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New Mexico’s oil and gas industry is one of the largest in the Mountain West. The Permian Basin in southeast New Mexico contains three of the country’s 100 largest oil and gas fields. The laws that govern the oil and gas industry, however, haven’t been meaningfully updated in decades. The Oil and Gas Act was initially adopted in 1935. 

As a result, the state doesn’t have all the tools it needs to ensure common sense safeguards are in place, especially for communities living adjacent to the industry. Research has shown that families living in close proximity to oil and gas wells are exposed to high levels of air pollutants known to cause health impacts, including respiratory illness. In 2014, NASA discovered a giant methane “hotspot” the size of Delaware hovering over New Mexico’s San Juan Basin. It was one of the nation’s highest concentrations of airborne methane, an air pollutant along with ozone that can cause substantial health impacts in the surrounding communities. This contributes to spikes in asthma rates in children, and other respiratory impacts. Eddy County was recently given an “F” grade for air quality, and rated as one of the most polluted counties in the country due to ozone. Over half of New Mexicans also live in a community impacted by unhealthy levels of pollution. 

Thankfully, in 2021, New Mexico passed some of the country’s strongest methane waste and ozone capture rules, setting an ambitious target to capture 98% of the potent greenhouse gas. The rules are necessary for curbing the worst effects of ongoing climate change but they also need to be codified in statute. 

The financial assurance required by current statute is also outdated, and inadequate to cover the full cost of well clean-up. Across the state, there are an estimated 1,700 abandoned wells. Unplugged wells pose numerous issues to nearby communities and the environment, including potentially contaminating water resources, decreasing air quality, and threatening the health and well-being of residents. Abandoned wells are also expensive to address, and costs vary widely depending on factors like well depth and known

contamination. Some state officials put the cost between $40,000 to more than $80,000 to plug a single site, whereas others put this as high as $100,000 for one well. 

Currently, the 1935 Oil & Gas Act’s “blanket bond” is capped at $250,000, even if a company owns hundreds of wells, which renders existing bonding requirements woefully inadequate. A 2021 analysis found a more than $8.18 billion dollar gap between the financial assurance put up by the oil and gas industry and the estimated costs to close and clean up wells across New Mexico’s state trust and private lands. 

Consequently, New Mexico taxpayers are left to bear the financial burden to clean up the mess left behind by the state’s booming oil and gas industry. A report from Grist and The Texas Observer estimates that taxpayers across Texas and New Mexico are on the hook for almost $1 billion in costs associated with abandoned well clean-up.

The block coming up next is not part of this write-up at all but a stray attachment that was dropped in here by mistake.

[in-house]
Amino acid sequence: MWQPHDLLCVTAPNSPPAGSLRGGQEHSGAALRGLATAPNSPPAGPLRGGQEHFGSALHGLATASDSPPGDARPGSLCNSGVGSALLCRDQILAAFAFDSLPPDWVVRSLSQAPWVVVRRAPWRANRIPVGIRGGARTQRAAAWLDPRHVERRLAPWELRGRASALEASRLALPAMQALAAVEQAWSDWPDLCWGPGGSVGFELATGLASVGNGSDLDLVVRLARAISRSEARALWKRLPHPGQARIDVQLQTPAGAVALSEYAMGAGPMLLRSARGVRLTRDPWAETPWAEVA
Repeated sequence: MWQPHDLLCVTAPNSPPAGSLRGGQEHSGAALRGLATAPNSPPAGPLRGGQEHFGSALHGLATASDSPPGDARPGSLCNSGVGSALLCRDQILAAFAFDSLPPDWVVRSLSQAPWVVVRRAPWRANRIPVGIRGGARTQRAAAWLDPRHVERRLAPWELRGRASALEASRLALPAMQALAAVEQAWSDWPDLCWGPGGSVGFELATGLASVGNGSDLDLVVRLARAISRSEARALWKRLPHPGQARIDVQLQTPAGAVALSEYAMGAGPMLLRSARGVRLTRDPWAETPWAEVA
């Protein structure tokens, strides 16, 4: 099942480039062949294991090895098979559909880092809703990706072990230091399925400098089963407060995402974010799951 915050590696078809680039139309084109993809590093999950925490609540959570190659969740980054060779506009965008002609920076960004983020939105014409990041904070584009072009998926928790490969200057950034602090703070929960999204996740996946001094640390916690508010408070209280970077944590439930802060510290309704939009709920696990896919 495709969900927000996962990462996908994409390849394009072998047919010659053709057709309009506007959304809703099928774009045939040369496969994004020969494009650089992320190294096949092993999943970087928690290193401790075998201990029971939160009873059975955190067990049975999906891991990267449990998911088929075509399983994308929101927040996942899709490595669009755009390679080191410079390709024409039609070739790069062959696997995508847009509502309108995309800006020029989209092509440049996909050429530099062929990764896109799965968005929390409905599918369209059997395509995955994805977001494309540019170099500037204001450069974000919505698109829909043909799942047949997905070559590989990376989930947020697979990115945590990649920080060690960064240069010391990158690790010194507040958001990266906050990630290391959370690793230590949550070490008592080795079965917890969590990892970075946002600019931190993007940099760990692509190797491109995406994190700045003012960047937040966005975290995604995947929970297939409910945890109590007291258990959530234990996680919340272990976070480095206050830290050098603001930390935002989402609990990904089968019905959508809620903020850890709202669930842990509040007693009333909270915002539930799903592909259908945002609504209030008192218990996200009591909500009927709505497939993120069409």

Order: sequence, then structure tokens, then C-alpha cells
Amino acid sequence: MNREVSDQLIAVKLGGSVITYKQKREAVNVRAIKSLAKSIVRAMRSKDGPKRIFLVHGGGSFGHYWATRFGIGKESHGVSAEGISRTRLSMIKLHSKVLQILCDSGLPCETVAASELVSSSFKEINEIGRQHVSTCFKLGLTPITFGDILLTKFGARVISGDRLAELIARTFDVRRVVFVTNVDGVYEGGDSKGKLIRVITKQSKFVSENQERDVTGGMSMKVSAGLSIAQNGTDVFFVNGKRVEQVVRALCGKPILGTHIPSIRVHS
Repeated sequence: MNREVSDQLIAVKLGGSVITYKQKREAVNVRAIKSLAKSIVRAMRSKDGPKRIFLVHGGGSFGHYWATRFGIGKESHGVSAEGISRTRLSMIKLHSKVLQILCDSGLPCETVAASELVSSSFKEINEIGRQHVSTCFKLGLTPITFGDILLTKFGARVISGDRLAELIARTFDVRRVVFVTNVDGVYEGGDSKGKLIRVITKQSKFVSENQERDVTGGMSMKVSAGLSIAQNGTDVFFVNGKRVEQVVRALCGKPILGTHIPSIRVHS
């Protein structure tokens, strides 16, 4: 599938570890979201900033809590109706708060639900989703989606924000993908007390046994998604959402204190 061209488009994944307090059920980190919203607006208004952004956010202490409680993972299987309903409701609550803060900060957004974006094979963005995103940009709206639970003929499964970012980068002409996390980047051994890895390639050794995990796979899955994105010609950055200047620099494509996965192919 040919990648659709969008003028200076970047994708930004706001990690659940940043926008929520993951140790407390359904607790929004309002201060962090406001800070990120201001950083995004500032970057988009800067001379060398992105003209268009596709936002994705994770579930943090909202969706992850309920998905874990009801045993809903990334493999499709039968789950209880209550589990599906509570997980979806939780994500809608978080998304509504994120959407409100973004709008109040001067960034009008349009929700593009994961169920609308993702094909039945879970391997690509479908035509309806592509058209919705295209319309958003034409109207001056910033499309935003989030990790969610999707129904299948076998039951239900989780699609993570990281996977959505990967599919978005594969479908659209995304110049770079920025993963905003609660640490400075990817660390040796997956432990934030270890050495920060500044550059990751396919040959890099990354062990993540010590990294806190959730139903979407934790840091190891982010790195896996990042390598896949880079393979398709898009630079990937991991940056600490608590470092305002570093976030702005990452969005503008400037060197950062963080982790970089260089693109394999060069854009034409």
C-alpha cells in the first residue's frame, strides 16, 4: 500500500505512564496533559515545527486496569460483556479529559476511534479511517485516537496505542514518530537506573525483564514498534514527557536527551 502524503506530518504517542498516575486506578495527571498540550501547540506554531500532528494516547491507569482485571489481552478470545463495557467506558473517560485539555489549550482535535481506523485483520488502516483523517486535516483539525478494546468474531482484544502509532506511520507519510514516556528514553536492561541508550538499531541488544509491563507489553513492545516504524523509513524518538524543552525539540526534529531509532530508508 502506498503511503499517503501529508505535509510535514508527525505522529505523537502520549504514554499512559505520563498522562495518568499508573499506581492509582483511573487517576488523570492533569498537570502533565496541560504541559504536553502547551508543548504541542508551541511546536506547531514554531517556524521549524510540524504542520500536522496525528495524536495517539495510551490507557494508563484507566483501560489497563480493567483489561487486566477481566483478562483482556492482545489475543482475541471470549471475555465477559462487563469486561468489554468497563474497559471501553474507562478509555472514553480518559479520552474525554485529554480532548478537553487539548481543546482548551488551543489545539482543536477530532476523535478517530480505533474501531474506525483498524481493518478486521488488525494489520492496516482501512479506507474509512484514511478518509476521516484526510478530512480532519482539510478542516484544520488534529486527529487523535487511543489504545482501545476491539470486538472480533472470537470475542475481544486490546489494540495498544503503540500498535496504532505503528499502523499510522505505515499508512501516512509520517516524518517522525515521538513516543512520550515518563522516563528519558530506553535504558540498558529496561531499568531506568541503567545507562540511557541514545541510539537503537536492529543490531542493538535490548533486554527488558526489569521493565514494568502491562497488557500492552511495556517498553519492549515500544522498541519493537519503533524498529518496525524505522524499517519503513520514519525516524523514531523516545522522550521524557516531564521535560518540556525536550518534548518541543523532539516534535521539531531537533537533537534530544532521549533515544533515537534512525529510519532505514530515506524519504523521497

Community advocates living in the state’s fossil fuel centers have also continued to emphasize the importance of establishing buffers to protect people from the impacts of oil and gas production. Impacted residents have long called for setbacks between infrastructure and places like schools, hospitals, houses, and bodies of water. Nearly 7% of the state’s population is reported to live within a half mile of oil and gas infrastructure. Nearly 90% of the state population also relies on groundwater for everyday use, including drinking water. Oil and gas infrastructure also disrupts and harms wildlife habitat vital to ecosystem resiliency, and threatened species like the Sagebrush lizard are on the verge of extinction due to industrial operations. 

In 2023, the New Mexico State Land Office issued an executive order banning new leases on state trust land within a mile of schools, daycares, and other youth-centered facilities. While a significant step, other vulnerable populations and natural resources, including wildlife habitat, watersheds, and population centers, should also be evaluated for appropriate setback distances. 

Legislation introduced this session, House Bill 133 – Oil and Gas Act Changes (Sponsored by Rep. Ortez and McQueen), will assist in modernizing the state’s oil and gas statute. The bill has its first committee, the House Environment, Energy and Natural Resources Committee, tomorrow, January 25, 2024. HB133 makes long-overdue amendments to better protect New Mexico taxpayers, our public health and the environment through the following: 

  • Provides greater authority for the Oil Conservation Division (OCD) within the Energy, Minerals, and Natural Resources Department (EMNRD) to regulate the transfer of oil and gas assets
  • Increases bonding requirements to ensure that oil and gas operators provide the adequate financial resources associated with costs of clean up and reclamation Increases civil penalties for oil and gas operators who break the Oil and Gas Act Codifies the 2021 methane waste capture rules, which require the capture of 98% of natural gas produced during operations starting in 2027 

HB 133 is a crucial first step to achieve much-needed modernization of the Oil and Gas Act. Updating penalties, bonding, and assets transfer authority will allow the state to hold bad actors and heavy polluters accountable while ensuring that communities are protected from industry pollution. Though we need more comprehensive oil and gas reform, including setback requirements from oil and gas operations, HB133 gives New Mexico a much-needed start. With these aforementioned changes, we can bring the Oil and Gas Act into the 21st century and require industry to pay its fair share – not New Mexico taxpayers.